Young people and conflict

Young people rarely initiate conflict, yet are often the worst affected. In many conflict-affected countries, they form the majority of the population, and represent the future of society.

Addressing the needs and aspirations of young people is a core part of our work – and working with our local partners we have seen how young people around the world are charting creative and innovative ways to build peace – driving real change in their communities.

Youth for peace

Including young people in political, social and economic structures is vital for ensuring strong and resilient societies, and ensuring that young people have alternatives to violence.

In early 2019, Peace Direct has created ‘Youth Action for Peace‘ – an innovative three-year project working with local partners in CAR, DR Congo, Mali, and Pakistan. The project aims to empower youth-led civil society organisations and youth groups to collaborate and lead their own peacebuilding initiatives work, while at the same time creating spaces and opportunities for their voices to be heard at the local and national level.

Through mapping and analysis, we will identify current peacebuilding work and opportunities for collaboration. Working with key hub organisations in CAR, DR Congo, Mali, and Pakistan, we will then distribute small grants to fund community groups to run their own initiatives – supporting youth peacebuilders to run their own peacebuilding work.

In April 2019, we launched our ‘Youth and Peacebuilding‘ report, part of our series of ‘Local Voices for Peace’ reports, in collaboration with UNOY Peacebuilders. The report was a result of a three day online consultation in April 2019 to explore the different, innovative ways in which local young peacebuilders are advancing youth inclusion in political and peacebuilding processes in their contexts. For key insights and policy recommendations to enhance youth inclusion in peacebuilding processes, read the report.


Where we work

Central African Republic

In CAR, we work with Uru, a youth-led organisation working to build bridges between youth and decision-makers in a society traditionally led by elders. Their work aims to support, promote and develop young Central African leaders, helping them to become effective and active members of their community, and to highlight the work of thousands of active and motivated young people who are working to improve their communities on the local level, through sustainable peacebuilding and development work.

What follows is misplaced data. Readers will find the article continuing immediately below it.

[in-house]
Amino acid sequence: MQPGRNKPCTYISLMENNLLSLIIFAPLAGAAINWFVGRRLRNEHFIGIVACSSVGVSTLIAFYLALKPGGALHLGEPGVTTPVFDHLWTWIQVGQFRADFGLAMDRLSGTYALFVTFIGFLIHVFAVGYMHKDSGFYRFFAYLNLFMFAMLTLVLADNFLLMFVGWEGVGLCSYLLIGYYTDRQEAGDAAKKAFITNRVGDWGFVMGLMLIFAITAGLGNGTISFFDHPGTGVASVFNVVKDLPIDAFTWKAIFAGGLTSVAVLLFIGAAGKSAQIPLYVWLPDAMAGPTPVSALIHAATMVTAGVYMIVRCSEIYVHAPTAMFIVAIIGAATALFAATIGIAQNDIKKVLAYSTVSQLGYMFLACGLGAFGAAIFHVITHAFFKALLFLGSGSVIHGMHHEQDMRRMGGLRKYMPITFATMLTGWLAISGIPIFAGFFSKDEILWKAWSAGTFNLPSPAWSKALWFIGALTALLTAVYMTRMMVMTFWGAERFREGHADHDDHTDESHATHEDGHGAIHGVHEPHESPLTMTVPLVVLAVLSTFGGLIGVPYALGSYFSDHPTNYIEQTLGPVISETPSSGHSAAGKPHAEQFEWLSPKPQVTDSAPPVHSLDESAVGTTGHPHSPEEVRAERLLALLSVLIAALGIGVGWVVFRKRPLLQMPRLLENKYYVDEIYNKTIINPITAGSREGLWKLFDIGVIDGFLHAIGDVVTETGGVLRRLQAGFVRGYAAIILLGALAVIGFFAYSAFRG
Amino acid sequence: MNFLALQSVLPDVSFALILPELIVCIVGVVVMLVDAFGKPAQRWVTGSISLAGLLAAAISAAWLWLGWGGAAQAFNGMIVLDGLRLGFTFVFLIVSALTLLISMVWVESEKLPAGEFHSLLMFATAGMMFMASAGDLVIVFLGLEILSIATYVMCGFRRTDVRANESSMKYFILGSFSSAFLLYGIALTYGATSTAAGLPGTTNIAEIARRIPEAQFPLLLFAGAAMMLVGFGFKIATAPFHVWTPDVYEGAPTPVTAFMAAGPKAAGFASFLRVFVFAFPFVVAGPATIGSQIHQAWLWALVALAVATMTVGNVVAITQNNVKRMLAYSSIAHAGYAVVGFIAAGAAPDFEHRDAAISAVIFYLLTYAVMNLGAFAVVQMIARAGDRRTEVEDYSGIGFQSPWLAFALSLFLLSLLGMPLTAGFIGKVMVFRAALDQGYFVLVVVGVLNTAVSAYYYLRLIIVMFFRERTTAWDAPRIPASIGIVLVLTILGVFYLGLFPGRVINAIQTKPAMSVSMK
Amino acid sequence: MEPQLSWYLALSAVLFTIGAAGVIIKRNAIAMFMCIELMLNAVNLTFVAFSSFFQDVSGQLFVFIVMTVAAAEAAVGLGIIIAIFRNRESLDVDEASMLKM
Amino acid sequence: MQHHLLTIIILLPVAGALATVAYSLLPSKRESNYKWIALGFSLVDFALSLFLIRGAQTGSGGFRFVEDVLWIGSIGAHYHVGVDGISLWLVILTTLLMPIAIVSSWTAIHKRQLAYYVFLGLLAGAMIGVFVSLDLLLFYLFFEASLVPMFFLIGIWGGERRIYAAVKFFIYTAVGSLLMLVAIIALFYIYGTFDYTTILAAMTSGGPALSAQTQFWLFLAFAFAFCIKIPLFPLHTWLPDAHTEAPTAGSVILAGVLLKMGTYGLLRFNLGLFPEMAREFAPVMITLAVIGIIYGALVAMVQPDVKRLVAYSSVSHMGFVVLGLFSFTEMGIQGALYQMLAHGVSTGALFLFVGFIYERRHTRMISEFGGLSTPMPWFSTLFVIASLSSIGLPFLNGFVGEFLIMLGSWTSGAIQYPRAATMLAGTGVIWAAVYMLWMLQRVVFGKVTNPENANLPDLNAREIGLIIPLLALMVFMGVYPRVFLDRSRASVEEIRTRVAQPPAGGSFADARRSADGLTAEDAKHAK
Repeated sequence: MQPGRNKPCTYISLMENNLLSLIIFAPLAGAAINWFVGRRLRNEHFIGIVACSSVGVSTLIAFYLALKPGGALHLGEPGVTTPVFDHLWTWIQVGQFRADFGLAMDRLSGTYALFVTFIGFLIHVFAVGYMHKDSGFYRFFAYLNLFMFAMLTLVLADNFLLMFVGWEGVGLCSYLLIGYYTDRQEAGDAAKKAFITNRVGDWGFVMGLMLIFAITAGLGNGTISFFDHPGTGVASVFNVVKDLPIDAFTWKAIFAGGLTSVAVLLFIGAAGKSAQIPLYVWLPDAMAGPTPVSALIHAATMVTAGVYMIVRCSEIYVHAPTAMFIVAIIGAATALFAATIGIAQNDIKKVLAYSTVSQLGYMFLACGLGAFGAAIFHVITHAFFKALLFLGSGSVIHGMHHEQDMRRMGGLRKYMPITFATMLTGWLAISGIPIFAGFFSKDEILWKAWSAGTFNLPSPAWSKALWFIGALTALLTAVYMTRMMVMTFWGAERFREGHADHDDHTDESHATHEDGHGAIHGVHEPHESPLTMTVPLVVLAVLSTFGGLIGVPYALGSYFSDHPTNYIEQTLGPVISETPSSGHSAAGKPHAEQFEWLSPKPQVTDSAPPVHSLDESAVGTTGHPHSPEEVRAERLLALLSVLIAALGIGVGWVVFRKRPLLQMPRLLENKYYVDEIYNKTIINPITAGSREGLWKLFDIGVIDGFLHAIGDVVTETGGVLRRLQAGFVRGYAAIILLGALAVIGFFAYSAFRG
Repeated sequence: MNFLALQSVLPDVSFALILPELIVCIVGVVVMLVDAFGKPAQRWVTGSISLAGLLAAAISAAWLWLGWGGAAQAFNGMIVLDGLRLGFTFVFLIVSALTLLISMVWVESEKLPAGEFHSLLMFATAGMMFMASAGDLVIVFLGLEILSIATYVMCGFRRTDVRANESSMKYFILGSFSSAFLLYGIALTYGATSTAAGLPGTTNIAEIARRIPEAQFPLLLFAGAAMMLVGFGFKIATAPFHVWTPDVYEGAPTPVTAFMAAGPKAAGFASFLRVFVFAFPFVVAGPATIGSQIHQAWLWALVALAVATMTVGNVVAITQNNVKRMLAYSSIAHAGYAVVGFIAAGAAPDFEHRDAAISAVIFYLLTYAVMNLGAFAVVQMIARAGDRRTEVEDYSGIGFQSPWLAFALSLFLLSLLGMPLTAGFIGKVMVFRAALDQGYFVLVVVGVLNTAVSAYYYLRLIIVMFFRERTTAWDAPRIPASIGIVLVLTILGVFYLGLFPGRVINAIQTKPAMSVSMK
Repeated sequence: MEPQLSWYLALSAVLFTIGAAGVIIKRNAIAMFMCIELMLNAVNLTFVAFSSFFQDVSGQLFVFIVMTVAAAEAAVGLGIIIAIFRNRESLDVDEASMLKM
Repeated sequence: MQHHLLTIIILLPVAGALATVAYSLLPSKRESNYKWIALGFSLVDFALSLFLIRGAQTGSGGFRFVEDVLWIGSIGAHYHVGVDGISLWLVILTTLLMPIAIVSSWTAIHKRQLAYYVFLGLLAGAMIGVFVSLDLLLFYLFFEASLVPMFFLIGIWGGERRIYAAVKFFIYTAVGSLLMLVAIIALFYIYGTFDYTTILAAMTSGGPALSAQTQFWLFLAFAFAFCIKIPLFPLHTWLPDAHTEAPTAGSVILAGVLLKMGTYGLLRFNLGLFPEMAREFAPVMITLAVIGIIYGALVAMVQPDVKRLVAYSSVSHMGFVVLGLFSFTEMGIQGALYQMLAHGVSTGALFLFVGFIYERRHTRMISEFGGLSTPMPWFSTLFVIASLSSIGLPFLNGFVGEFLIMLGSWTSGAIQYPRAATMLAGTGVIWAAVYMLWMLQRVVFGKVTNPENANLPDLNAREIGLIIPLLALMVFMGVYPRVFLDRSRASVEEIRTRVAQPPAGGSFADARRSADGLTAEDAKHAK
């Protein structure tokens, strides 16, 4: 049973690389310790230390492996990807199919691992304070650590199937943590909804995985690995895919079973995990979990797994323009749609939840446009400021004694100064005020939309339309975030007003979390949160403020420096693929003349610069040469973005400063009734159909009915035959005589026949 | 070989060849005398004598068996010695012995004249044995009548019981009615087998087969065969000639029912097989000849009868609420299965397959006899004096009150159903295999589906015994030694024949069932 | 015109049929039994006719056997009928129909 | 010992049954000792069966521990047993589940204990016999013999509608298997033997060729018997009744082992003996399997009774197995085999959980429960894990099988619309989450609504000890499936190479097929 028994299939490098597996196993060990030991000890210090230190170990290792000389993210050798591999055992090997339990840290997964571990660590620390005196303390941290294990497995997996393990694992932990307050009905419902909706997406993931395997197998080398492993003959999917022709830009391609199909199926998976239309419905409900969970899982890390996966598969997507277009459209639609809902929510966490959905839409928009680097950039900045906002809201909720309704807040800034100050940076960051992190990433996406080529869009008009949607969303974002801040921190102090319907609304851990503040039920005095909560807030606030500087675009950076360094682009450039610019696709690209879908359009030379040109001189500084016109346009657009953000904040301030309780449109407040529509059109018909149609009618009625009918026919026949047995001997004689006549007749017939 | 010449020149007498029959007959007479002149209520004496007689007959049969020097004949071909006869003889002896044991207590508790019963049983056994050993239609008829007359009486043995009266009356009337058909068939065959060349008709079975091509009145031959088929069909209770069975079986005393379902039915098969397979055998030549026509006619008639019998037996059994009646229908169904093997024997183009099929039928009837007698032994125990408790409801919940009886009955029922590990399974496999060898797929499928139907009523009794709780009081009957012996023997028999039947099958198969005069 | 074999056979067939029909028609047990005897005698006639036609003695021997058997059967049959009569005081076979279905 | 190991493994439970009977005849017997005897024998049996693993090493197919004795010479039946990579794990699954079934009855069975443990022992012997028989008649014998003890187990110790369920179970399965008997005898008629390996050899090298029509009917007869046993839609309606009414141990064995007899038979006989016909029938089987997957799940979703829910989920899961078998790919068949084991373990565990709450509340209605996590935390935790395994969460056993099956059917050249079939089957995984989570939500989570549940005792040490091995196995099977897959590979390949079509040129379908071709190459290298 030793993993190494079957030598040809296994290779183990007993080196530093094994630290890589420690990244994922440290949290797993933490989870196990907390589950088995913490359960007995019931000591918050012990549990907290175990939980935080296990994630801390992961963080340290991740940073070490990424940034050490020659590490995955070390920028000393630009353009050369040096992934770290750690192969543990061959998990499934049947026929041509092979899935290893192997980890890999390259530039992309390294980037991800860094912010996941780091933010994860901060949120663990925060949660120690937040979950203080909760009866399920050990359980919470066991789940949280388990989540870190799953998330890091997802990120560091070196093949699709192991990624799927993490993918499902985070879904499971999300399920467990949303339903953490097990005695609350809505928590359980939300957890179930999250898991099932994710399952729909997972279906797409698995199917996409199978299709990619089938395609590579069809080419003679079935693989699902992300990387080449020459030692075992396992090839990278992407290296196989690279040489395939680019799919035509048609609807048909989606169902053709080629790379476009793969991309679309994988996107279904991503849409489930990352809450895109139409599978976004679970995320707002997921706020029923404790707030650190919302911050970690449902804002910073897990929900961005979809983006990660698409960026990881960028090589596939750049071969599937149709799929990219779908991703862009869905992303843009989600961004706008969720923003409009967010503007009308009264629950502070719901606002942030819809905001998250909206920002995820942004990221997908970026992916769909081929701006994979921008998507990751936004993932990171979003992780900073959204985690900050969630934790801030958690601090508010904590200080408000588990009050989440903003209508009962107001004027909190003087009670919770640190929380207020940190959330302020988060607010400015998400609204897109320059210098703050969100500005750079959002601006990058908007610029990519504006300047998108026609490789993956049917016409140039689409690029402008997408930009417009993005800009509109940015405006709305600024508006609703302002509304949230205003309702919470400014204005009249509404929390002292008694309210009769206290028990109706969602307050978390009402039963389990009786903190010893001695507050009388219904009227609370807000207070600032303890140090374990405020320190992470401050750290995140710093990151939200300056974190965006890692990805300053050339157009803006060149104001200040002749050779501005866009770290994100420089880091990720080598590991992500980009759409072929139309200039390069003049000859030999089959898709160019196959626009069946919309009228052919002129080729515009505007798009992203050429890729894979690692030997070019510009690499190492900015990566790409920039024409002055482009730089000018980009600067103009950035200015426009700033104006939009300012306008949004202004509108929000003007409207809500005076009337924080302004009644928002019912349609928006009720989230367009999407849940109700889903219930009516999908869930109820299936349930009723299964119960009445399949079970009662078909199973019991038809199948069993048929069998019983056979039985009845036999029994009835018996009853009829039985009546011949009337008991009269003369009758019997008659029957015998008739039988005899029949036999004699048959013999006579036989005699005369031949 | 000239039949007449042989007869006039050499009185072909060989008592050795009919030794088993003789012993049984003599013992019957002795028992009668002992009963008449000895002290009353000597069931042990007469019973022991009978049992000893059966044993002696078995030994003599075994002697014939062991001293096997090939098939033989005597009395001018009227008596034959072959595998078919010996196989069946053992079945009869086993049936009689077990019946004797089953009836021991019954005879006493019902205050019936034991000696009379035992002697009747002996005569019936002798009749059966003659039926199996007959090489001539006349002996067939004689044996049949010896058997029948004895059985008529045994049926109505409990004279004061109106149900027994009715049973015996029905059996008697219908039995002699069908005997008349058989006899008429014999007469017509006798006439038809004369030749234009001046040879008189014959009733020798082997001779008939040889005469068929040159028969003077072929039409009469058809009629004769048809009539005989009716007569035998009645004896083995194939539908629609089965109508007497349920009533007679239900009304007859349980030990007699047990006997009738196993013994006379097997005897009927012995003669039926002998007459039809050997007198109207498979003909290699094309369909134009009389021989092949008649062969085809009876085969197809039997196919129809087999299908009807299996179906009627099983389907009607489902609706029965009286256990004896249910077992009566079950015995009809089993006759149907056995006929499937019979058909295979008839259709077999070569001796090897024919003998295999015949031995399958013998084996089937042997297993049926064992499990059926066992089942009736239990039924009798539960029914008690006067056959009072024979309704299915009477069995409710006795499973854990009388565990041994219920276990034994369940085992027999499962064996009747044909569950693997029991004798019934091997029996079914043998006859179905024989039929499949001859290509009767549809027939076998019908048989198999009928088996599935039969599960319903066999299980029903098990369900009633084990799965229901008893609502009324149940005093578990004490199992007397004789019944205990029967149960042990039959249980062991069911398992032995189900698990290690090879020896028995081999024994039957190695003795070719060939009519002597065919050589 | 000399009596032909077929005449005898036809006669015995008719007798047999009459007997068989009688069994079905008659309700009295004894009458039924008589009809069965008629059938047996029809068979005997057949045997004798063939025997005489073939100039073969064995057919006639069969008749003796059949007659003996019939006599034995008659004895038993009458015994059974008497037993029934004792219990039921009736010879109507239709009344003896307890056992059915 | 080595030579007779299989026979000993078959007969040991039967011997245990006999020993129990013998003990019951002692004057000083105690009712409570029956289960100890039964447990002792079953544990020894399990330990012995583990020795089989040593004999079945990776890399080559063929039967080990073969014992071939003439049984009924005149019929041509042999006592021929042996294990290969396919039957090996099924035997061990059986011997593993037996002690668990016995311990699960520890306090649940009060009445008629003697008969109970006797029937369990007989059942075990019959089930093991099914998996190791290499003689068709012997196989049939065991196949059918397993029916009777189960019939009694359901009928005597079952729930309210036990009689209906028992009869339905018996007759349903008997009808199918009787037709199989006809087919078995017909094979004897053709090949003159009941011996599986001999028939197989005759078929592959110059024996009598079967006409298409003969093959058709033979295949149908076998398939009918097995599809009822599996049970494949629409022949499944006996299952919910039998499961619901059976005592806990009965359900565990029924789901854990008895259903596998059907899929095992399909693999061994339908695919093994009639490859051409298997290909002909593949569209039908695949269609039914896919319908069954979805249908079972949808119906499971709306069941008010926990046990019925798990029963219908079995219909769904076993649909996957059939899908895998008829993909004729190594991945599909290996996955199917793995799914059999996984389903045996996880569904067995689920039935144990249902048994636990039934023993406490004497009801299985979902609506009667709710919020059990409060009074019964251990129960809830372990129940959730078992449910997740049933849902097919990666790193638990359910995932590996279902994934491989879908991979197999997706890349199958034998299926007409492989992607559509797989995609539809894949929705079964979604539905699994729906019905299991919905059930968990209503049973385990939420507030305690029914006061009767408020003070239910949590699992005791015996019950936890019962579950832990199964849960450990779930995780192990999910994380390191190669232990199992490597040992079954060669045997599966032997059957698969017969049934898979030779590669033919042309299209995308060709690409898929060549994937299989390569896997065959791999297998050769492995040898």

In Pakistan, we work with Aware Girls, who support young women and men to understand and exercise their rights.  But this is not the only story. We support two local female activists and their organisations, Aware Girls, to educate men and women about their rights, support them to vote and stand up to violence.


In Nigeria we support the Peace Initiative Network (PIN) who work with young people through sports and skills training, and ‘Peace Clubs’ for 10-25 year olds. PIN’s activities draw young people from all different religions and backgrounds to discuss the violence that affects them and their country. Young people learn to work together and gain leadership and teamwork skills that helps build their futures as critical and engaged young people.


In Somalia, with limited options for education and employment, young people remain potential recruits to various armed militia groups. We work with local partner SADO to train young people in skills or livelihoods as a practical alternative to joining militant groups. SADO works closely with government institutions, hospitals, universities, and the private and public sectors to secure job placements for students following their training.

Other issues we tackle